OT: why do web BBS's and blogs get so slow?

Paul Rubin http
Sat Jan 31 23:56:15 CET 2004

Lots of times, when a blog (that supports user comments) or a web BBS
gets heavily loaded, it slows down horribly, even when it's hosted at
an ISP on a fast computer with plenty of net bandwidth.  I'm wondering
what those programs are doing, that makes them bog down so badly.
Anyone know what the main bottlenecks are?  I'm just imagining them
doing a bunch of really dumb things.

I'm asking this on clpy because thinking about the problem naturally
made me wonder how I'd write a program like that myself, which of
course would mean using Python.

FWIW, here's how I'd do it:

1) It would be single threaded web server (asyncore, twistedmatrix)
with a select loop talking to a socket, either on port 80 directly, or
to a proxy web server running mod_gzip, SSL, and so forth.

2) It might use MySQL for infrequent operations like user info lookup
at login time or preference updates, but not for frequent operations
like reading and posting messages.  User session info and preferences
would be in ram during a session, in a python dict indexed by a
browser session cookie.

3) The message store would be two files, one for metadata and one for
message text.  Both of these would be mmap'd into memory.  There would
be a fixed length of metadata for each message, so getting the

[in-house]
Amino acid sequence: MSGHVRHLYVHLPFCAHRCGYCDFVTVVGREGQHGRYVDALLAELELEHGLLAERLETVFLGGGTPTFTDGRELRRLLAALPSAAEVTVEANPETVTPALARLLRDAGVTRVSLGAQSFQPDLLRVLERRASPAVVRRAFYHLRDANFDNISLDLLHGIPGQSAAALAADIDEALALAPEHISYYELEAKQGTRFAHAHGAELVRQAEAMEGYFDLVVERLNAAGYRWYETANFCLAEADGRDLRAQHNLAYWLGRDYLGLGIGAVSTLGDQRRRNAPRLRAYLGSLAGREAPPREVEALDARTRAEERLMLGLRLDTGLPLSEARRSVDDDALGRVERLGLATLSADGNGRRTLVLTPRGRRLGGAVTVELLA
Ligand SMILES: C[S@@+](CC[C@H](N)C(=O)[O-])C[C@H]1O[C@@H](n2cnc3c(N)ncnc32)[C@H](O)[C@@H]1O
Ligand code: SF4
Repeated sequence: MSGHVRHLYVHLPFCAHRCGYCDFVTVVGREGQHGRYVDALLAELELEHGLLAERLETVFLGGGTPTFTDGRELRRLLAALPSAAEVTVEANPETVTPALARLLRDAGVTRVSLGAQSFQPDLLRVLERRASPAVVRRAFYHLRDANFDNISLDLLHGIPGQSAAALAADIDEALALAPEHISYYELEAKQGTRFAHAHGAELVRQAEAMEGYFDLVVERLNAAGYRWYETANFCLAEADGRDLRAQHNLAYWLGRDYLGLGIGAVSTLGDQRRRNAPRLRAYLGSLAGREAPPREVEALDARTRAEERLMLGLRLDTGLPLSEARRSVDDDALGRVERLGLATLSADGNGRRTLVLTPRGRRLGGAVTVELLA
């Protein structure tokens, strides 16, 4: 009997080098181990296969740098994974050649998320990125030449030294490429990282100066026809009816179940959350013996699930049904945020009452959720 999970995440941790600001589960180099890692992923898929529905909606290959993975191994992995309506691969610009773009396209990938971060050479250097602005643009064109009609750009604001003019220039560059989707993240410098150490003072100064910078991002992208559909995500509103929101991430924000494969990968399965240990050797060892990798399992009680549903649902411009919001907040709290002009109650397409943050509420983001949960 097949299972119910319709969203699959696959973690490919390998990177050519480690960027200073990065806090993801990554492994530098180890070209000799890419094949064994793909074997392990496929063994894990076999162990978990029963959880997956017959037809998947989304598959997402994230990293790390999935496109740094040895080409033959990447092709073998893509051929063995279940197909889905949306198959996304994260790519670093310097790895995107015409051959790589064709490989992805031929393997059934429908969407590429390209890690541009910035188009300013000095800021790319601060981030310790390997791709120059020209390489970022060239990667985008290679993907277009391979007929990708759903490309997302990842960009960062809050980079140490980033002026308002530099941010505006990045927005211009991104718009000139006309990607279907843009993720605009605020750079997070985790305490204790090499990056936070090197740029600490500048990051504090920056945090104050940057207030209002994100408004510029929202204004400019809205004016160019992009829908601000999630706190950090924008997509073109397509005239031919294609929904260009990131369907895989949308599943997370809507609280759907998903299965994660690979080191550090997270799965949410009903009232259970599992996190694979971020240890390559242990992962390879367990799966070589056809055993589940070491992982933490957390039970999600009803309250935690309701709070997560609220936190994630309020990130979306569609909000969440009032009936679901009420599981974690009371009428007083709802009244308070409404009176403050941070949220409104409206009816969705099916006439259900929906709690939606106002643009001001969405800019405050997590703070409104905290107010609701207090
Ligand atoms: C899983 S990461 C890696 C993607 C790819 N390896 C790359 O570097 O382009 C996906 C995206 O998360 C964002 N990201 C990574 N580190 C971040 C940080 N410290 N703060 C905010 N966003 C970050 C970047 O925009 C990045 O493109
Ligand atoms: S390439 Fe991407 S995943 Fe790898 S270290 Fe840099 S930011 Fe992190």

metadata for message #N would be a single array lookup.  The metadata
would contain the location in the text file where the message text is
and its length, so getting the text would take just one memcpy.  The
box would have enough ram to hold all recently active messages in ram
almost all the time.  Paging to disk is left to the host OS's virtual
memory system.  From the application's point of view everything is
always in ram.  Digging up old messages might take some page faults,
but doing that should be relatively rare.  New messages are always
appended to the files, keeping memory and paging behavior fairly
localized.  There might be a third file for an activity log, which is
append-only (serial access).  Ideally that would be on a separate disk
from the message disk, to reduce head contention.

4) Finding all N messages in an active discussion thread might require
chasing N pointers in the metadata file, but that would usually be at
most a few thousand small lookups, all in ram, and the thread info
would be cached in ram in the application once found.  Fancier disk
structures could speed this up but probably arn't needed.

A site like Slashdot gets maybe 20(?) page views per second at busy
times, and around 10,000 new messages a day of maybe 1 kbyte each, a
mere 10 MB per day of message text, no problem to keep in ram.  I'd
like to think that the above scheme could handle Slashdot's traffic
level pretty easily on one or two typical current PC's with IDE disks,
one PC for the BBS application and the other (if needed) for a proxy
server running gzip and caching static pages.  Am I being naive and/or
missing something important?  Slashdot itself uses a tremendous amount
of hardware by comparison.

More information about the Python-list mailing list